"This is not the Saska Kepa of my childhood," says Jurkiewicz-Eckert, a 40-year-old art historian. She and her husband are members of a group trying to preserve the neighbourhood, Zielona Saska Kepa — meaning Green Saska Kepa. "We are on the way to losing the old-fashioned atmosphere of the place. And it's because of the greed of the developers."
Saska Kepa — where maple, ash and linden trees give shade to prewar homes and trendy restaurants — has the unusual distinction of surviving the war in its entirety because of its location on the eastern bank of the Vistula River, where Soviet troops sat idly during the 1944 Warsaw Uprising against the occupying German forces. Polish insurgents hoped for the support of the Red Army, which by that time had made it to Warsaw in its westward push that defeated Hitler. But Soviet leader Joseph Stalin preferred to let the Germans destroy the city and its people, knowing they would have also become a democratic opposition to Moscow's postwar domination.
Hitler's forces, in retribution for the revolt, razed most of the city to the ground. During the decades of Soviet control that followed, the capital was rebuilt in a grey and heavy Stalinist style that is still predominant. Over the past two decades the city has been transformed again by glass-skinned skyscrapers.
Despite its architectural decline, Saska Kepa boasts some of the most expensive real estate in the city of 1.7 million people. The city centre is only a couple of tram stops away across the river, yet a small-town residential stillness reigns over its smaller streets, quiet but for the sound of birds and dogs, the air in spring fragrant with lilacs.
Streets are lined with embassies and family homes, some built in the style of classical Polish manor houses and others in the modernist Bauhaus style pioneered by Le Corbusier and Walter Gropius. It is one that is simple, boxy and restrained but for the odd bit of whimsy: a curved outdoor staircase here, circular submarine-style windows there.
Elsewhere the style is celebrated: in Germany, where it arose in 1919; in Tel Aviv, where Jews who fled Europe in the 1930s made their architectural mark; in the Czech city of Brno, where the recently renovated Villa Tugendhat of Ludwig Mies van der Rohe is an iconic example of modernism. The villa and Tel Aviv's modernist buildings have been declared world heritage sites by UNESCO.
Yet the simple modernist style of usually white or grey homes isn't always valued in Poland. Sometimes their understated beauty doesn't come through because they are rundown, their owners unable to afford restoration work. It also doesn't help that the modernist buildings have an architectural austerity that reminds some of the also simple but bleaker style favoured by the communists.
"People were starved through the communist period of detail and colour," said Lidia Polubiec, an art historian and local resident trying to protect the neighbourhood. "Often they don't understand the value of simplicity."
Polubiec has witnessed residents throwing away decades-old oak doors and beautiful brass door handles that are in bad shape, replacing them with cheap modern fixtures rather than trying to salvage the old ones. She is also fighting a wave of homes being repainted in "fruit- and yogurt-colored pinks, buttery yellows, greens — colours totally unsuited to the area and style of the buildings."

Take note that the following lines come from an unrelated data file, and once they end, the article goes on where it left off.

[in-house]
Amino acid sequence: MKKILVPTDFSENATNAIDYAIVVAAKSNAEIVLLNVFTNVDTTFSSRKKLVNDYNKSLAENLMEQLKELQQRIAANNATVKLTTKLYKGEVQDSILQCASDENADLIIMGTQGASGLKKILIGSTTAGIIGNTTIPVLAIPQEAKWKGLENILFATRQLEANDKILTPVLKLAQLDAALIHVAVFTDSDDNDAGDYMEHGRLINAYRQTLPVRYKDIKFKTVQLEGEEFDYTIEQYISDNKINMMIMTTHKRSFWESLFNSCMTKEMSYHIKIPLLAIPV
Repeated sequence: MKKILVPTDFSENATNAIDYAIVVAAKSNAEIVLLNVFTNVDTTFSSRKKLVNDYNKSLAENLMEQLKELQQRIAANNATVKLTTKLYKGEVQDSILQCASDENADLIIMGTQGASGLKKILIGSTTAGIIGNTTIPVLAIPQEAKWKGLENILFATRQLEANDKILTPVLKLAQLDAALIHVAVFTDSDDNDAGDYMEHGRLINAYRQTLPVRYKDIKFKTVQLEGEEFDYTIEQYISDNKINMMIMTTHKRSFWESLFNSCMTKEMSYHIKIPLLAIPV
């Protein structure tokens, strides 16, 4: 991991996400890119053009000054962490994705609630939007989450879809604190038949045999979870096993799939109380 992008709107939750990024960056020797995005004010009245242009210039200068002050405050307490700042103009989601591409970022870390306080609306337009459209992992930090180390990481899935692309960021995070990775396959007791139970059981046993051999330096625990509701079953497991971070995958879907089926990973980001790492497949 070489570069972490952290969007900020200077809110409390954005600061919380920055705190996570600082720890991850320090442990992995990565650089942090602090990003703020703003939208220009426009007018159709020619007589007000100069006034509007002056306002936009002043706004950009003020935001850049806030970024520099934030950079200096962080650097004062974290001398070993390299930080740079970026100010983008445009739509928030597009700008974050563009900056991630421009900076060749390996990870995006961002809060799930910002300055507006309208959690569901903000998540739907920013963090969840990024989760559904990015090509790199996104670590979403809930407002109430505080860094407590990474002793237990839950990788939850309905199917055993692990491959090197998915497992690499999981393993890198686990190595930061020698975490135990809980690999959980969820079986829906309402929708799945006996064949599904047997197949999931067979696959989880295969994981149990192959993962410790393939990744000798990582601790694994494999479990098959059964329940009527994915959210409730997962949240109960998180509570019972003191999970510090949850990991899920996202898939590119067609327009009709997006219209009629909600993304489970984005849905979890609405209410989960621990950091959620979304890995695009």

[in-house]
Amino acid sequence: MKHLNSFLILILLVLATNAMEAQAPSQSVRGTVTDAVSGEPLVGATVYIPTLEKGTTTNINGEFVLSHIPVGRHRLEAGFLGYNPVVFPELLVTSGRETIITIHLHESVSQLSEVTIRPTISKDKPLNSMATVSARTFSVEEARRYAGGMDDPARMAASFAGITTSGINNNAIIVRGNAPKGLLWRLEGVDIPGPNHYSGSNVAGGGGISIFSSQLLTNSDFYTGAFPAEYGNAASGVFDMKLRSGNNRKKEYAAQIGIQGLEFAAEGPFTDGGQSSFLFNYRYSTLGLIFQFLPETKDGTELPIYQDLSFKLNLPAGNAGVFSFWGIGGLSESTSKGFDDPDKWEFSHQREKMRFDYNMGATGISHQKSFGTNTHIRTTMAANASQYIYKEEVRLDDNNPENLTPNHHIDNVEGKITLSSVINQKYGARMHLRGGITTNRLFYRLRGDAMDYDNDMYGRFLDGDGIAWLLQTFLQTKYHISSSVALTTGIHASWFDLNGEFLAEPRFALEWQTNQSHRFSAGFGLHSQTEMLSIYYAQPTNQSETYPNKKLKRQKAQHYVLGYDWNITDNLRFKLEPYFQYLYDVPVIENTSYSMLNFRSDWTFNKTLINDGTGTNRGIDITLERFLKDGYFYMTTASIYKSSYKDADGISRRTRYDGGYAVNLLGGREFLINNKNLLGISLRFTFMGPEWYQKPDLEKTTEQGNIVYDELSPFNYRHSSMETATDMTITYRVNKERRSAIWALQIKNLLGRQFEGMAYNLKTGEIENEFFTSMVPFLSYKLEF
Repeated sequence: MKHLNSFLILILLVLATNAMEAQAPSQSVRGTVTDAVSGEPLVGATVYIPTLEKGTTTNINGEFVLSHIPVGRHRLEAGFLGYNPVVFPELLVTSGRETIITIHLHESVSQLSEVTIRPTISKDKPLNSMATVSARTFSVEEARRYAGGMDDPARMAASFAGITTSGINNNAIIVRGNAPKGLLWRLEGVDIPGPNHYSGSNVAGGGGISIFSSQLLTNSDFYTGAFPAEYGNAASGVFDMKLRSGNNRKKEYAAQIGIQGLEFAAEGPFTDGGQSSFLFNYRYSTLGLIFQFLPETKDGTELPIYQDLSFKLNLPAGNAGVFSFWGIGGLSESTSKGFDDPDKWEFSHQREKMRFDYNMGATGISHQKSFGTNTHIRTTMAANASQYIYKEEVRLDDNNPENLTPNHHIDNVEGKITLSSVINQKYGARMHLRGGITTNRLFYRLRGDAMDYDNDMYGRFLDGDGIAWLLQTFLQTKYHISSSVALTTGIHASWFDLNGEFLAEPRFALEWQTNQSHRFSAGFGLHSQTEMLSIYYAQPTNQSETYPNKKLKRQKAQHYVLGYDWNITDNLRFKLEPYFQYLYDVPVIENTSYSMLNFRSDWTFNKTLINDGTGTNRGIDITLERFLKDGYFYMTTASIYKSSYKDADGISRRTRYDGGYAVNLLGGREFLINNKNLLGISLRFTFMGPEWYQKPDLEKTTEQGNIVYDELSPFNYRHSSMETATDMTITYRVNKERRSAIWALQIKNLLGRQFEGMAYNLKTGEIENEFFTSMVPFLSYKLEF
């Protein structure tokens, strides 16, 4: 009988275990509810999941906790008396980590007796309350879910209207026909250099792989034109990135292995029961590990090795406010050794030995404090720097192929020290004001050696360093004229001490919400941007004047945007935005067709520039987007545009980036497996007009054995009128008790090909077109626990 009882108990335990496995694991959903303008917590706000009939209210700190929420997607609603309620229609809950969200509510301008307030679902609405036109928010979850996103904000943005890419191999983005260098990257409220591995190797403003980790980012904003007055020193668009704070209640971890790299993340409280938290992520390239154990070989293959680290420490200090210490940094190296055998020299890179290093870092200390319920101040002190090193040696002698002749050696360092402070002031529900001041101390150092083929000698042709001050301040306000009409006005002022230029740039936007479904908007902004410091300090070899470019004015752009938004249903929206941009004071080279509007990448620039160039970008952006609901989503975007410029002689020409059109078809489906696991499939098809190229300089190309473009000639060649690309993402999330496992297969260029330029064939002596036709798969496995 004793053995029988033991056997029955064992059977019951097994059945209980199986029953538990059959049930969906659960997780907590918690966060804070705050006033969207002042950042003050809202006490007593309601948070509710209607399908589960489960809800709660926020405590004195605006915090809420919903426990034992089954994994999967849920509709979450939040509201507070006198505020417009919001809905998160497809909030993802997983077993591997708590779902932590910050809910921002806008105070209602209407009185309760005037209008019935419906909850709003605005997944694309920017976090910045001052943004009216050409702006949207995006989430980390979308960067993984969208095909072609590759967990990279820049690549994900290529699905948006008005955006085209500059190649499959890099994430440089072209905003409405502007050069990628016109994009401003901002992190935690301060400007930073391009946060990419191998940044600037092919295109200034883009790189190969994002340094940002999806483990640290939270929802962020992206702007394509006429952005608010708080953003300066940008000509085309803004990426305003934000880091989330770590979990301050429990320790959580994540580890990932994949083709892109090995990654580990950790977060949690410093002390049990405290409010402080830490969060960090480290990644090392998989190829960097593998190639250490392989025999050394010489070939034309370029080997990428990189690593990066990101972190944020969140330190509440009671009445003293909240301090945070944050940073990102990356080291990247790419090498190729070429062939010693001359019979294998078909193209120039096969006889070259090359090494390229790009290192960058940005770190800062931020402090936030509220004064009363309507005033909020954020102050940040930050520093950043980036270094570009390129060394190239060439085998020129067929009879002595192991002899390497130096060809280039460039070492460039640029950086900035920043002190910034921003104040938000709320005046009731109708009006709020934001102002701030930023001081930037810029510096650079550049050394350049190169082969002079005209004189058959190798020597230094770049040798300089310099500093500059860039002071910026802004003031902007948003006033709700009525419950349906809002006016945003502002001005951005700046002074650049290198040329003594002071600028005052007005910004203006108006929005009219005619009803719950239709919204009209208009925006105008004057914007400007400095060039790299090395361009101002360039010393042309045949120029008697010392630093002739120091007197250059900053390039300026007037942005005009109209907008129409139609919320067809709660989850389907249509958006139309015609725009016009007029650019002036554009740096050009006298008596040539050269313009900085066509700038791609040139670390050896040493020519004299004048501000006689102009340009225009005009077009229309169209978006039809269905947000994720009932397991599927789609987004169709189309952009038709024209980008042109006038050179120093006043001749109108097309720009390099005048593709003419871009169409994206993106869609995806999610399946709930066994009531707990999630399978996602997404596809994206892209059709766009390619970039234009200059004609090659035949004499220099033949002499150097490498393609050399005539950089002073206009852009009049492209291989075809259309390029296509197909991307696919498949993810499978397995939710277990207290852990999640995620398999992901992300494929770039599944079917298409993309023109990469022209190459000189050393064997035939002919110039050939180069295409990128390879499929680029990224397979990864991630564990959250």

Barbara Jezierska, a conservation official in the Warsaw region until last year, says the devastation of historic homes is happening across the city and beyond.
She has witnessed wealthy Poles buying historic homes in older neighbourhoods and then tearing them down to build larger modern homes. Sometimes homes burn down mysteriously after owners are denied permission to alter historically protected structures — leaving them then free to proceed.
"Hitler began ruining this city, then Stalin took over and now the Poles are doing it," Jezierska said bitterly.
Lesniakowska said part of the problem, aside from a general lack of respect for "refined" architecture, is that although Saska Kepa has been designated a historic district, not all individual buildings are protected.
Warsaw's modernist homes are a testament to a Jewish world that was wiped out during the Holocaust. Many of the original owners and their architects were Jewish. One, Maksymilian Goldberg, designed several family homes in Saska Kepa before he perished in the Warsaw Ghetto in 1942. Another, Lucjan Korngold, fled early enough and ended up in Brazil, where he designed buildings in Sao Paolo.
"By destroying Saska Kepa, the developers are also destroying a part of Poland's Jewish history," said Katarzyna Shannon, 44, a resident and a co-founder of Zielona Saska Kepa. She walks her dog regularly along its streets, keeping her eye out for signs of construction work — vigilance that has helped stop the transformation of a couple of homes.

http://www.winnipegfreepress.com/spo...157752905.html
__________________
Use Your Illusion
rychlik no está en línea   Reply With Quote
Old June 7th, 2012, 10:59 PM   #770
rychlik
Registered User
 
rychlik's Avatar
 
Join Date: Feb 2008
Location: HAMILTON
Posts: 5,439
Likes (Received): 3005

Going back to the failed Christian Kerez (few years ago).
image hosted on flickr
christian kerez in warsaw by ula_k, on Flickr

image hosted on flickr
christian kerez in warsaw by ula_k, on Flickr

image hosted on flickr
moma,warsaw(projects) by ula_k, on Flickr

image hosted on flickr
moma,warsaw(projects) by ula_k, on Flickr
__________________
Use Your Illusion

Last edited by rychlik; June 7th, 2012 at 11:12 PM.
rychlik no está en línea   Reply With Quote
Old June 7th, 2012, 11:02 PM   #771
rychlik
Registered User
 
rychlik's Avatar
 
Join Date: Feb 2008
Location: HAMILTON
Posts: 5,439
Likes (Received): 3005

Look what I found. Warsaw's MoMA projects that should have won. Some of these designs are excellent. I am drowning my sorrows as I think about what could have been.

image hosted on flickr
moma,warsaw(projects) by ula_k, on Flickr

image hosted on flickr
moma,warsaw(projects) by ula_k, on Flickr